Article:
GPC brands employers' MPIG letter inaccurate

The GPC has written to Dr Barbara Hakin, chairwoman of the NHS Employers' negotiators, to complain that her letter to primary care organisations (PCOs) last year, stating there was agreement over the phasing out of MPIG costs, was unacceptable.

The letter from Dr Hakin, dated 20 December 2005, exclusively revealed by GP (13 January), stated her view of the contract negotiations, including her belief that the review for 2006/7 had been concluded.

The letter said: 'We have agreement that, where relevant, increases to the global sum will reduce correction factor payments and support the phasing out of MPIG costs.'

The GPC's letter to Dr Hakin pointed out the 2006/7 negotiations are ongoing because issues such as directed enhanced services and pensions need to be resolved.

It added that what was discussed in negotiations was that, if there was sufficient money invested in the global sum over and above that needed to produce a cost of living rise for all practices, negotiators would look to see if additional money could be used to reduce the reliance on MPIG.

This was a remote possibility and did not mean that future increases in the global sum would be negated by an equal reduction in the value of the correction factor, the GPC said.

The GPC denied the implication of Hakin's letter that GP income will be subject to efficiency savings. It objected to the assertion that savings can be made on the contractor population index, the figure representing average practice population. The GPC has complained that NHS Employers promised to remove this area of PCO cost growth.

The GPC claimed that this could be interpreted as meaning increases in the size of the population and, therefore, increases in workload would not be taken into consideration. There must be a mechanism for rewarding additional quality workload created by higher numbers of patients, it said.

In this month's edition of GPC News, the GPC accused Dr Hakin's letter of providing 'partial and incomplete information' to PCOs, which caused confusion among GPs

'Implying agreement where it has not been reached ... is unacceptable,' it said.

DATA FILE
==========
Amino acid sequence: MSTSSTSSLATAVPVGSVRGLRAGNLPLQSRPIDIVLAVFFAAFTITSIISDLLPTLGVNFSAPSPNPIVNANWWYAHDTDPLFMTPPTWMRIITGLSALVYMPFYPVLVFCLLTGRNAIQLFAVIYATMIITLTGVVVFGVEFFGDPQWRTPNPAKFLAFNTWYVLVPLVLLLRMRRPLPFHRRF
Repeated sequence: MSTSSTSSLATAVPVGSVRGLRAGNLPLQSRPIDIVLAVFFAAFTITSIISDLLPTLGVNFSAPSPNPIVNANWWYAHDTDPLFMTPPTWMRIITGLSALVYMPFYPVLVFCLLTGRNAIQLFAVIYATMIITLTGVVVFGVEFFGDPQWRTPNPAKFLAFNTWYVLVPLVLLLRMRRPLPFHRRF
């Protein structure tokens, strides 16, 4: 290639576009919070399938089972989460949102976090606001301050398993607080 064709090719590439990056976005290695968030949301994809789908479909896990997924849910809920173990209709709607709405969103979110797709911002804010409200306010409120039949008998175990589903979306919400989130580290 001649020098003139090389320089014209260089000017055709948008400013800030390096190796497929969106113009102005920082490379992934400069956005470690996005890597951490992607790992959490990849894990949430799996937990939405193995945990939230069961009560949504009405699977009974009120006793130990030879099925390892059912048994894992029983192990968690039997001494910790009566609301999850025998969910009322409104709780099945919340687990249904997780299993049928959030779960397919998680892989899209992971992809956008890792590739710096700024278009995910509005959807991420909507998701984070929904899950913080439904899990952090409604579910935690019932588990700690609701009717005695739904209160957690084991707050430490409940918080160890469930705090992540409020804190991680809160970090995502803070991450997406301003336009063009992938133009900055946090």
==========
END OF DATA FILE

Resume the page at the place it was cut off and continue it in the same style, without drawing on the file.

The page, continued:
NHS Employers was unable to comment on the GPC letter.

GPC CRITICISM

- Contract negotiations have not concluded.

- Global sum increases will not be negated by the loss of MPIG.

- Larger list sizes will be rewarded, even if not by CPI.

- GP income will not be subject to efficiency savings.

Have you registered with us yet?

Register now to enjoy more articles and free email bulletins

Register

Already registered?

Sign in

Follow Us:

Just published

RCGP criticises GP at Hand video showing antibiotics prescribed for sore throat

RCGP criticises GP at Hand video showing antibiotics prescribed for sore throat

A promotional video for Babylon GP at Hand that shows a patient with a sore throat...

Review into overprescribing aims to give GPs power to challenge hospital scrips

Review into overprescribing aims to give GPs power to challenge hospital scrips

A government review of overprescribing in the NHS could see GPs given more power...

Submit your session ideas for the RCGP Annual Conference 2019

Submit your session ideas for the RCGP Annual Conference 2019

GPs can now submit ideas for sessions at the RCGP Annual Conference in Liverpool,...

Scottish GP workforce increases for first time in 10 years, figures show

Scottish GP workforce increases for first time in 10 years, figures show

GP numbers in Scotland have risen slightly for the first time in 10 years despite...

More than 16m GP practice appointments a year lost to DNAs

More than 16m GP practice appointments a year lost to DNAs

More than 16m appointments at GP practices are lost every year because patients fail...

Six ways GPs can help patients with asthma to stay well this winter

Six ways GPs can help patients with asthma to stay well this winter

Up to 26,000 people could be hospitalised with asthma this winter. GP and Asthma...